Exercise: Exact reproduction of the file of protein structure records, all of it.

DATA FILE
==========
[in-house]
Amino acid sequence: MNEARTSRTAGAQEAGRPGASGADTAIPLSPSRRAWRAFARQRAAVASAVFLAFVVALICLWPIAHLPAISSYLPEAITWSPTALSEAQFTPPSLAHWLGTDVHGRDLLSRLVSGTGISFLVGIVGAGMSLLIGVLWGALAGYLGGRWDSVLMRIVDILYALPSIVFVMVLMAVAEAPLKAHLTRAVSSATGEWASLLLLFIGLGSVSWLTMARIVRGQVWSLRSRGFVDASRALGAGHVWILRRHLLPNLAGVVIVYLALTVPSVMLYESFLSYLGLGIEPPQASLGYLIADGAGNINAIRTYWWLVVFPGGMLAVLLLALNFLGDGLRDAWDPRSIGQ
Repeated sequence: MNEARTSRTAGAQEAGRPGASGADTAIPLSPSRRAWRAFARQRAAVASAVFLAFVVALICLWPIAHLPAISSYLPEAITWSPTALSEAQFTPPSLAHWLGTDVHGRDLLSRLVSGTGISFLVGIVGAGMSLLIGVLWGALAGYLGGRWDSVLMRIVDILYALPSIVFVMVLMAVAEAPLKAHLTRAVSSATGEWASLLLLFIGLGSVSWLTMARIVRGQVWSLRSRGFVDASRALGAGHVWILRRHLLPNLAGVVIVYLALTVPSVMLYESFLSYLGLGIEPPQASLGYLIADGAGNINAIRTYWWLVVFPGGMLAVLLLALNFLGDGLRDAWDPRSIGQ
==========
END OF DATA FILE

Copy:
[in-house]
Amino acid sequence: MNEARTSRTAGAQEAGRPGASGADTAIPLSPSRRAWRAFARQRAAVASAVFLAFVVALICLWPIAHLPAISSYLPEAITWSPTALSEAQFTPPSLAHWLGTDVHGRDLLSRLVSGTGISFLVGIVGAGMSLLIGVLWGALAGYLGGRWDSVLMRIVDILYALPSIVFVMVLMAVAEAPLKAHLTRAVSSATGEWASLLLLFIGLGSVSWLTMARIVRGQVWSLRSRGFVDASRALGAGHVWILRRHLLPNLAGVVIVYLALTVPSVMLYESFLSYLGLGIEPPQASLGYLIADGAGNINAIRTYWWLVVFPGGMLAVLLLALNFLGDGLRDAWDPRSIGQ
Repeated sequence: MNEARTSRTAGAQEAGRPGASGADTAIPLSPSRRAWRAFARQRAAVASAVFLAFVVALICLWPIAHLPAISSYLPEAITWSPTALSEAQFTPPSLAHWLGTDVHGRDLLSRLVSGTGISFLVGIVGAGMSLLIGVLWGALAGYLGGRWDSVLMRIVDILYALPSIVFVMVLMAVAEAPLKAHLTRAVSSATGEWASLLLLFIGLGSVSWLTMARIVRGQVWSLRSRGFVDASRALGAGHVWILRRHLLPNLAGVVIVYLALTVPSVMLYESFLSYLGLGIEPPQASLGYLIADGAGNINAIRTYWWLVVFPGGMLAVLLLALNFLGDGLRDAWDPRSIGQ